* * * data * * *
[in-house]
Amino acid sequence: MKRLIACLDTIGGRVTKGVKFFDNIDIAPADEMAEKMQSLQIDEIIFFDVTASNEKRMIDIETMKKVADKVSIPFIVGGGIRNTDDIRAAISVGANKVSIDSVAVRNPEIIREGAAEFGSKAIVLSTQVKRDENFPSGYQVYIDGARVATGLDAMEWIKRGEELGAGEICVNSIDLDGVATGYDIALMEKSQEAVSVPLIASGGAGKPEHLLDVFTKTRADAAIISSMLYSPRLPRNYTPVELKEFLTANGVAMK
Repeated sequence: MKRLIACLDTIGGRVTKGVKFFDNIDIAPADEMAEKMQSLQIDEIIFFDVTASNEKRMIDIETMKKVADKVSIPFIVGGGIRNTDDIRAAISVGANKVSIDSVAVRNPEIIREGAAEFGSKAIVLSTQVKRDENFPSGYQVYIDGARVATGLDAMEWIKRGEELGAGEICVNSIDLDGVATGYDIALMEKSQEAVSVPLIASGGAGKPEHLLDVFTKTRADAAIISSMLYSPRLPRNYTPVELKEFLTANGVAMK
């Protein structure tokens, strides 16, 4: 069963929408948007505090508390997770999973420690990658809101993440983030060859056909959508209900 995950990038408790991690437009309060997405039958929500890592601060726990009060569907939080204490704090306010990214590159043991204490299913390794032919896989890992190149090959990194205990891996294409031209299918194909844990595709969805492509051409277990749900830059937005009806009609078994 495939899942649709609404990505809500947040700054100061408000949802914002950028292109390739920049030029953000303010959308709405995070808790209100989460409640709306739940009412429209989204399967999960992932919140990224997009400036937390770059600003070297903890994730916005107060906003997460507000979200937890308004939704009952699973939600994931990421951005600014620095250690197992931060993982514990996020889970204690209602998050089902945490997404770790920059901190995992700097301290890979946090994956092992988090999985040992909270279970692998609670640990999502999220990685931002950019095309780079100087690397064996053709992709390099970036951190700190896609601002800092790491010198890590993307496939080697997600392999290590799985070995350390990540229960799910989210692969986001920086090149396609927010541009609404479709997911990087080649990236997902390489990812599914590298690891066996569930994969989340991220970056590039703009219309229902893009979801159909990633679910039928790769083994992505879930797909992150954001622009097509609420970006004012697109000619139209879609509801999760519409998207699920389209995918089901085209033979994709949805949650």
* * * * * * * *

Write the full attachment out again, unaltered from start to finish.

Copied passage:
[in-house]
Amino acid sequence: MKRLIACLDTIGGRVTKGVKFFDNIDIAPADEMAEKMQSLQIDEIIFFDVTASNEKRMIDIETMKKVADKVSIPFIVGGGIRNTDDIRAAISVGANKVSIDSVAVRNPEIIREGAAEFGSKAIVLSTQVKRDENFPSGYQVYIDGARVATGLDAMEWIKRGEELGAGEICVNSIDLDGVATGYDIALMEKSQEAVSVPLIASGGAGKPEHLLDVFTKTRADAAIISSMLYSPRLPRNYTPVELKEFLTANGVAMK
Repeated sequence: MKRLIACLDTIGGRVTKGVKFFDNIDIAPADEMAEKMQSLQIDEIIFFDVTASNEKRMIDIETMKKVADKVSIPFIVGGGIRNTDDIRAAISVGANKVSIDSVAVRNPEIIREGAAEFGSKAIVLSTQVKRDENFPSGYQVYIDGARVATGLDAMEWIKRGEELGAGEICVNSIDLDGVATGYDIALMEKSQEAVSVPLIASGGAGKPEHLLDVFTKTRADAAIISSMLYSPRLPRNYTPVELKEFLTANGVAMK
């Protein structure tokens, strides 16, 4: 069963929408948007505090508390997770999973420690990658809101993440983030060859056909959508209900 995950990038408790991690437009309060997405039958929500890592601060726990009060569907939080204490704090306010990214590159043991204490299913390794032919896989890992190149090959990194205990891996294409031209299918194909844990595709969805492509051409277990749900830059937005009806009609078994 495939899942649709609404990505809500947040700054100061408000949802914002950028292109390739920049030029953000303010959308709405995070808790209100989460409640709306739940009412429209989204399967999960992932919140990224997009400036937390770059600003070297903890994730916005107060906003997460507000979200937890308004939704009952699973939600994931990421951005600014620095250690197992931060993982514990996020889970204690209602998050089902945490997404770790920059901190995992700097301290890979946090994956092992988090999985040992909270279970692998609670640990999502999220990685931002950019095309780079100087690397064996053709992709390099970036951190700190896609601002800092790491010198890590993307496939080697997600392999290590799985070995350390990540229960799910989210692969986001920086090149396609927010541009609404479709997911990087080649990236997902390489990812599914590298690891066996569930994969989340991220970056590039703009219309229902893009979801159909990633679910039928790769083994992505879930797909992150954001622009097509609420970006004012697109000619139209879609509801999760519409998207699920389209995918089901085209033979994709949805949650």